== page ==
TPM News

James Von Brunn, the elderly neo-Nazi who was charged with killing a guard at the U.S. Holocaust Museum last June, has died in prison, according to his lawyer. The news was first reported by the AP.

As you may remember, the elderly von Brunn was shot after he opened fire at the entrance to the Holocaust Museum in Washington, killing security guard Stephen Johns. Von Brunn was brought to the hospital in critical condition after reportedly being wounded in the face.

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Rep. Earl Pomeroy (D-ND) will not run for the open Senate seat of retiring Democratic Sen. Byron Dorgan, RealClearPolitics reports -- a serious blow to Dems in their efforts to keep this seat.

A Democratic source has also confirmed the news to TPMDC.

Third-term Republican Gov. John Hoeven is set to run for the seat, and starts out the race as a heavy favorite. In addition to Pomeroy, who would have been the strongest possible Democratic candidate, the party has also been courting liberal talk show host Ed Schultz, who launched his broadcasting career in North Dakota.

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Frequent White House critic Rep. Peter King (R-NY) said today on ABC's "Good Morning America" that President Obama should use the world "terrorism" more frequently.

Host George Stephanopoulos interviewed King, who said someone should be held accountable in the wake of the failed terror attempt on Flight 253.

The host asked "one other specific recommendation the president could implement."

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House Democrats know they're going to have to sacrifice many of their priorities when they amend and adopt the Senate health care bill in the coming weeks. And in the last couple days they've started taking off the gloves.

"In my view, the House bill is so far superior to the Senate bill, that I would appreciate hearing [President Obama] say that," said House Rules Committee Chair Louise Slaughter (D-NY) this morning.

Yesterday, House Speaker Nancy Pelosi ribbed Obama for backtracking on campaign pledges as the health care debate has dragged on.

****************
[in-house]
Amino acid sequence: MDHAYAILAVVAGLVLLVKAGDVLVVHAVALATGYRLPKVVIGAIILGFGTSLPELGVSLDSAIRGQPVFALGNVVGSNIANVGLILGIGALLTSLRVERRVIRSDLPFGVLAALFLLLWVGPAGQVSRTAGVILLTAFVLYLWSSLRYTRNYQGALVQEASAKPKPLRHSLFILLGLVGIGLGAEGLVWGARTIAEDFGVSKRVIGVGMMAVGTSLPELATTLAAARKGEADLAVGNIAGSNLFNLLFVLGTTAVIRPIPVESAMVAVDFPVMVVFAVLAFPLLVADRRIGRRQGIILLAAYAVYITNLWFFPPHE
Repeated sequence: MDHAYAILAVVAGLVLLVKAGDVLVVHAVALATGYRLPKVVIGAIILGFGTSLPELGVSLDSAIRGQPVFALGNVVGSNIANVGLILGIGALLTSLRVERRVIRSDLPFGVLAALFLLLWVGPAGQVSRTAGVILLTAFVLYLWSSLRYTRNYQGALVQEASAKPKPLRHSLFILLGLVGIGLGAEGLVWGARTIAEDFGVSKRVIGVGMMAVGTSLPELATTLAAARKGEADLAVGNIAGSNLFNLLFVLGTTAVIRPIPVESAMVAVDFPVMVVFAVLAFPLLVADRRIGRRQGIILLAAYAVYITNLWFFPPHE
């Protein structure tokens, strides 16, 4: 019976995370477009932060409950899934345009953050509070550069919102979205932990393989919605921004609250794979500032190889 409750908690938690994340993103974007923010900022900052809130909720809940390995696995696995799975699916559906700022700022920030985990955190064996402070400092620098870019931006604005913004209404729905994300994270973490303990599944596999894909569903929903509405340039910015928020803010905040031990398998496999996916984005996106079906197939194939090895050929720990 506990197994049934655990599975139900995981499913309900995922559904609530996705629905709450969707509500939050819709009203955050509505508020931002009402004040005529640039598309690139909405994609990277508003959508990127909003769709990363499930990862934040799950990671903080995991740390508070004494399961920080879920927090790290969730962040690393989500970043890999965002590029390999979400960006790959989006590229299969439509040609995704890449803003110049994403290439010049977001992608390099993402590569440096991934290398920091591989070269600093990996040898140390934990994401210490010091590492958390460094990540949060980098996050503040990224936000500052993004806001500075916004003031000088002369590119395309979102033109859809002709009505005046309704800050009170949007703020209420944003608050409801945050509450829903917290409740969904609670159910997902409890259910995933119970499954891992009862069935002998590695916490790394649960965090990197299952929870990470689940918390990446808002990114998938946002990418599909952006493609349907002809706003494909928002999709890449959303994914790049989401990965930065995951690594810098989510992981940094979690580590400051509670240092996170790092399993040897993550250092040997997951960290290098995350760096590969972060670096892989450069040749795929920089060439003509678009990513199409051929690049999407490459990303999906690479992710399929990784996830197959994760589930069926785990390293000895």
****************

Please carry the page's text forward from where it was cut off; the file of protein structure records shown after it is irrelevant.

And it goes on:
As much as the concessions sting, though, House leaders and health care principals continue to hash out just which issues they plan to press hardest for in negotiations with the Senate and the White House.

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The National Archives plans to release hundreds of thousands of new documents and photos from the Nixon administration and 12 hours of new audio recordings from the Nixon administration on Jan. 11.

The collection includes "approximately 280,000 pages of textual materials, 12 hours of sound recordings, and 7,000 images from the personal collection of White House photographer Oliver F. Atkins," according to the Archives release.

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Sen. Chuck Schumer (D-NY) issued a statement today in response to Sen. Chris Dodd's (D-CT) announcement that he will not seek reelection in 2010. Here's the full text:

"He was a legislator par excellence, combining the best of the old school and the best of the new school. As he resumes a career outside the Senate, he can take satisfaction in knowing that millions of lives have been made better by his hard work and legislative acumen.

"As a friend and as a legislator I will miss him."

Massachusetts state Attorney General Martha Coakley, the Democratic candidate in the January 19 special election for Senate, has her first TV ad up for the general election campaign.

"Cracking down on corporate greed; shutting down scammers who rip off seniors; putting sex predators behind bars," says Coakley. "It's not what you say that matters -- it's who you stand up for."

The reference to what people say could be a rebuttal of Republican candidate Scott Brown's recent ad in which he used video from 1962 of President John F. Kennedy promoting a tax cut proposal. In that ad, the video faded from Kennedy to Brown, continuing to recite the words of the speech in order to promote modern-day tax cuts.

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Sen. John Kerry (D-MA) issued a statement today in response to Sen. Chris Dodd's (D-CT) announcement that he will not seek reelection in 2010. Read the full text after the jump:

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